I had such a wonderful time with my family in California that leaving was quite difficult. I think it’s because we become closer each time. My mom likes to point out that we’re just a quick phone call and a short plane ride apart — as she likes to remind me, staying in touch is much easier and far less expensive now than it was in her day. Still, saying goodbye to my family is not easy, and re-adjusting to real life seems to get harder each time I leave California.

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Flying back into NYC. NYC, 2015.

I felt pretty subdued and even sad during my flight, but I perked up as we approached JFK. Looking down on the lights, I felt a wave of excitement for what 2015 might hold. Seeing how vast the city is, imagining the 8 million plus people down there, I felt united with them in not knowing exactly what the future had in store for us.

Unfortunately, that feeling of unity didn’t last long once I was on the ground. Waiting alongside masses of impatient New Yorkers for our bags to glide by on the carousel, I was firmly back in the reality of NYC — cold, crowded, ruthless. I really missed the comfort and support of my parents and brother. The nicer strangers. And the warmer temperatures.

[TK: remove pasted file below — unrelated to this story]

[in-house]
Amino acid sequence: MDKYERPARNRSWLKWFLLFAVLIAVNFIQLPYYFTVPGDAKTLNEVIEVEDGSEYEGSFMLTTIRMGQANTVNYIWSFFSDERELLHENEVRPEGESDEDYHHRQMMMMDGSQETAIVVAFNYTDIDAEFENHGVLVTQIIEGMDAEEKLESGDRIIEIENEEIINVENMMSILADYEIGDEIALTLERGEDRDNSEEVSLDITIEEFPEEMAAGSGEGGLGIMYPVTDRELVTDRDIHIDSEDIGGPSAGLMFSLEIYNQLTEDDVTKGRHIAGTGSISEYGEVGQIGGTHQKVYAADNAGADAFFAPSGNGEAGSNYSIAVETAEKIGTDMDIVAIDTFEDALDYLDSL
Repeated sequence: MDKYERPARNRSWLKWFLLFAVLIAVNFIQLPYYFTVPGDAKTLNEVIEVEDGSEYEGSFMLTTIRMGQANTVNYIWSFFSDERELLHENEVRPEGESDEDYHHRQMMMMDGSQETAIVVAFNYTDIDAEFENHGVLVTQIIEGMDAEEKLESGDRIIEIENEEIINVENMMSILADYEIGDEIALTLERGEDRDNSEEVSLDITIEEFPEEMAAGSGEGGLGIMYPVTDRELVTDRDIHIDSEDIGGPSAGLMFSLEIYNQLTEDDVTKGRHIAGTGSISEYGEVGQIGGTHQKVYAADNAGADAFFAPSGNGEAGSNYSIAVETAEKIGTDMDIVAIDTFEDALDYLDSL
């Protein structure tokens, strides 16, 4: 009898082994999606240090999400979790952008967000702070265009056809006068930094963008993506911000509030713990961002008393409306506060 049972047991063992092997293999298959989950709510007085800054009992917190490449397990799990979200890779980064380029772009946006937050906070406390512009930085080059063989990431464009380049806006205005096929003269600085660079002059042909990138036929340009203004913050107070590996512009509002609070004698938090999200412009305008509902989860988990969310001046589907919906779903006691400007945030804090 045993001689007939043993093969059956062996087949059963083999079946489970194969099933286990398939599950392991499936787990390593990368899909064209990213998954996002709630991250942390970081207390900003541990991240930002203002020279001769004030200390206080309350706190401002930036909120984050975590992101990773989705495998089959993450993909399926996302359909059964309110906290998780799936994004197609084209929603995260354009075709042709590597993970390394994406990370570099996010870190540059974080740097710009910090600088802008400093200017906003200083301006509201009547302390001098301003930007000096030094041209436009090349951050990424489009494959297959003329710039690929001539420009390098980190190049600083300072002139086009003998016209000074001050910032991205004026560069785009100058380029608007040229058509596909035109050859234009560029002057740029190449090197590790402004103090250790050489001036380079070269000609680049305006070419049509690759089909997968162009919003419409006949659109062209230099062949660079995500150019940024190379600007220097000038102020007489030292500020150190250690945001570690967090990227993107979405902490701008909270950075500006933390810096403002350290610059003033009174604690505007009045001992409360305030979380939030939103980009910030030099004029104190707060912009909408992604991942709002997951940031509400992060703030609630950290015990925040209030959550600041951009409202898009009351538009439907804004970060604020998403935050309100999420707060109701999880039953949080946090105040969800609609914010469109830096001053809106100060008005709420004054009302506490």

The next day, I was riding the subway when a man come on board with his drum and his music. Up until that point, the ride had been a typical New York public transit experience: crowded but silent, each person minding their own business, mostly tired, few smiles. I was personally exhausted and feeling pretty down about being back in New York without Dante and Baritone Boy (both of whom were staying in California for a few days longer), but this gentleman brought a smile to my face and to the faces of many others. He said:

“When you wake up and go outside, don’t be afraid to be you, the unique you that only you can be, the you the world so desperately needs. As long as you are part of the solution and not the problem, don’t let anyone distract you from what you’re doing.”

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And with that, I felt united in the unknown, the excitement, the adventure that awaits us all this new year.  New York, you really know how to get a girl back on her feet and ready to take on whatever you throw at her. Here’s to 2015 and what it might bring!

A Washington DC Weekend

Being a singer is a huge part of my identity, something I work on and think about daily, but I was reminded this Thanksgiving that life is — and should be — more than singing. To remind myself of that, I’m looking back on happy moments from this past year that were not centered around being a singer.

In July, my brother, who lives in California, was in Washington, DC, for a work conference. The distance between us was going from 2,900 miles down to 226, so there was no way we were going to miss this opportunity to see each other. As a bonus, his birthday fell right in the middle of the trip and I wanted to be there to celebrate with him.

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Outside the James Madison Memorial Building of the Library of Congress. DC, 2014.

It was my first visit to DC since the 1st grade. The weather was good. And I hadn’t seen my brother in about six months. We walked until our feet were about to fall off, took pictures until the batteries ran out, and enjoyed being tourists. Continue reading

Enjoying Fall in NYC